behind and head off inland
what may lie ahead?
We slept late today only just beating a chambermaid’s knock at the door – check out is ten and it’s now nine-fifteen. Sorry but we needed it. We’re a little late leaving but there’s no discussion of extra charges and it’s all smiles and bows as we depart. Our plan was to circumnavigate one of the bigger lakes, Lake Motosuko, and find the spot from which Fuji is depicted on the ¥1000 note. It’s a clear, warm, sunny day and being a Saturday tourists are out in full cry. The lake is lovely and we find several spots, including the Treasury’s, from which to admire the clearest waters of the lake and the cloud free beauty of the mountain. Being quite high clouds are always a problem when you are looking for that special image.
We then entered the next hotel’s phone number into the SatNav and set off along Route 30 which began with a series of tunnels and then into successive hairpin bends through a pass. It made our route as displayed on the screen look like a coiled snake. Through a stunning landscape which had conifers mingled with fresh burst leaves of acers in the brightest of greens with candyfloss puffs of cherry blossoms punctuating the view – just gorgeous. We felt very happy to be driving Route 30. It headed towards Nagano with surrounding mountains still well capped with snow and a couple of huge downhill ski runs cascading down the mountains. We then hit the plain, joined the Chuo Expressway again and as usual anywhere in the world the drive was efficient but less fun. With a speed limit of 80 kph on the signs I was glad to see the majority of drivers were as partially sighted as me – Dee didn’t think my excuse “I was going with the flow just keeping up with everybody else” would work in a court of law but luckily I wasn’t called upon to produce it.
Off the expressway towards our destination we thought we should fill up the tank as filling stations might not be too numerous in the mountains. I had the phrase ready but when I asked the attendant “Regyuar mandan kudasai” he replied, “Selfo. Press Igris.” The machine burst into life showing grade choices, cash or full tank options and a flashing slot for my credit card. Full tank, all set and they had loos available – much needed after two hours in the car. Easy!
Next stage not quite so good. We drive down the Kiso Valley ogling wood craft factories and shops, lacquer ware outlets as we pass but thinking we should find the hotel(?) first and then explore. SatNav lady informed us we had reached our destination as we stopped outside the cemetery at Tsumago one of the famous post towns on the Nakasendo Trail. Well the words Tsumago did occur somewhere in the address but I wasn’t at all sure we were actually staying in this town. There was a shuttered, derelict looking building to our right, two rather lovely cherry blossom trees just coming out nicely but no sign of anywhere we could sleep.
We accost a likely looking school boy who gets out his iPhone , switches from Kanji to roman input and gets me to enter the name. The result is unclear but my lightbulb flashes and I go to get the tablet and our router to see if Google maps could help. By this time another tourist group has gathered and suggest we go to the Tourist Information Office who should be able to assist. The whole group guide us down the hill to the office where a lady with enough English summons the innkeeper to come and fetch us. He indicates where we should drive and he will meet us at the bus stop which was marked on the town tourist map. The Shimosagaya Hotel that I’d booked on Agoda was described as Japanese style – but even the town map calls it an inn. It’s actually a minshuku a family run B&B. We shed our shoes and climb a steep ladder-like staircase that would have taxed Toddy in his heyday but with Dee’s knee and our multiple luggage it’s a struggle.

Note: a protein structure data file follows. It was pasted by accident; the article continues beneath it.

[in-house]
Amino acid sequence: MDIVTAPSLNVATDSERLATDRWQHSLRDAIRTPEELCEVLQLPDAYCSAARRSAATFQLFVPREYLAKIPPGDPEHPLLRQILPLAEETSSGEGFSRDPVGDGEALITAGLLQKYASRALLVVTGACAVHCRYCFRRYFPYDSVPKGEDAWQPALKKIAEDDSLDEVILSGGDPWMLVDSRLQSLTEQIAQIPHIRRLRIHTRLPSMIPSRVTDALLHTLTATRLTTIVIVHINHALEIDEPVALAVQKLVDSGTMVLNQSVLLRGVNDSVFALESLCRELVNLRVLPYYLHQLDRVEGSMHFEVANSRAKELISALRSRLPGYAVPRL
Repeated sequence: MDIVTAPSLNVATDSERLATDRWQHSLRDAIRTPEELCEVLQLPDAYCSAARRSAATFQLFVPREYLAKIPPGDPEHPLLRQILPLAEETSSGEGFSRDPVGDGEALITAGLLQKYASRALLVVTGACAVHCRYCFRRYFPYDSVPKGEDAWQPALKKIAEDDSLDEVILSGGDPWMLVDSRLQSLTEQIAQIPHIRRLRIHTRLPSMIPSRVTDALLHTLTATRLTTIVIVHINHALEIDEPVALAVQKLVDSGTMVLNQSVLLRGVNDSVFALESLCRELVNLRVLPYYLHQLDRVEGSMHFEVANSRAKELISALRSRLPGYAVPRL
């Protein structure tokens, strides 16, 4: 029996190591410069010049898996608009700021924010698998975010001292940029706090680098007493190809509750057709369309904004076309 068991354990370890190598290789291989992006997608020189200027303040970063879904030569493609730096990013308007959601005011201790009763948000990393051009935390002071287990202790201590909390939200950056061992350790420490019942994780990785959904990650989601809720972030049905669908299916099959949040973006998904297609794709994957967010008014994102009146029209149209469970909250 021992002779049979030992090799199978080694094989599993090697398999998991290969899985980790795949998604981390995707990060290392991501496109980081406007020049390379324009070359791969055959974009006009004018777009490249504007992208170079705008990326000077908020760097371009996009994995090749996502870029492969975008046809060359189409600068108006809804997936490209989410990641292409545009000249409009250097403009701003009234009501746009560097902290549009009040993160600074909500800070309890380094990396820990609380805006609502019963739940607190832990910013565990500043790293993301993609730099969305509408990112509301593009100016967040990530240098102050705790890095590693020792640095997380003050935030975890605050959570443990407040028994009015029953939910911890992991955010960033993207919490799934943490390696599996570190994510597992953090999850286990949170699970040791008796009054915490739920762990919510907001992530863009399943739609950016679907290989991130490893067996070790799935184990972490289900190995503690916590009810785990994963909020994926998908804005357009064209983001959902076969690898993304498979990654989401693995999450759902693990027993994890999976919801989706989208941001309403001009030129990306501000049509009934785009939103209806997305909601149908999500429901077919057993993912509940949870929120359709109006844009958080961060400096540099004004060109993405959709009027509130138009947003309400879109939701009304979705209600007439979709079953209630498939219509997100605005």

The room we’re shown to however is a delight. It’s a six mat tatami room with a table, cushions, hot water and tea and some delicious plums provided as a welcome. Oh and the loo has aheated seat an the “toto wash system” built in – use your imagination. Later while we were dining, the table was moved to one side and futons and duvets were put out for us to sleep. We go out to explore this extremely well restored town of Tsumago on the old route from Kyoto to Tokyo. It has loads of wooden houses from the converted into fairly touristy shops with local crafts – some of the wooden objects were glorious. We’d been told dinner was served at six so we had to hurry back to make ourselves presentable to join other guests.
As for dinner! Well just look at these before and after pictures. We had virtually no idea what we were eating but apart from a couple of pickled root vegetables we polished it off. There was one other couple dining alongside us and a few conversational gambits were exchanged including amazement at our itinerary and some notes about what we were eating.
And what were we eating? Our trays included a fish complete with head, skin and bones – although we were encouraged “heado goodo” we were given dispensation to leave the head – some fabulous salmon sashimi, tightly curled fern tops, wasabi leaf with sesame, local vegetables in tempura, a superbly tasty clear miso soup and that future source of protein for all of us – grasshoppers. Yes we have both eaten grasshoppers with enjoyment and delight so we’ll be the survivors when the food runs out.
We’ve now retired to plan tomorrow and blog but even with our own router there’s no signal deep down in the valley in the middle of town so we’ll have to go up to the cemetery in the morning to try to post and work out our route with Google maps or Navitime.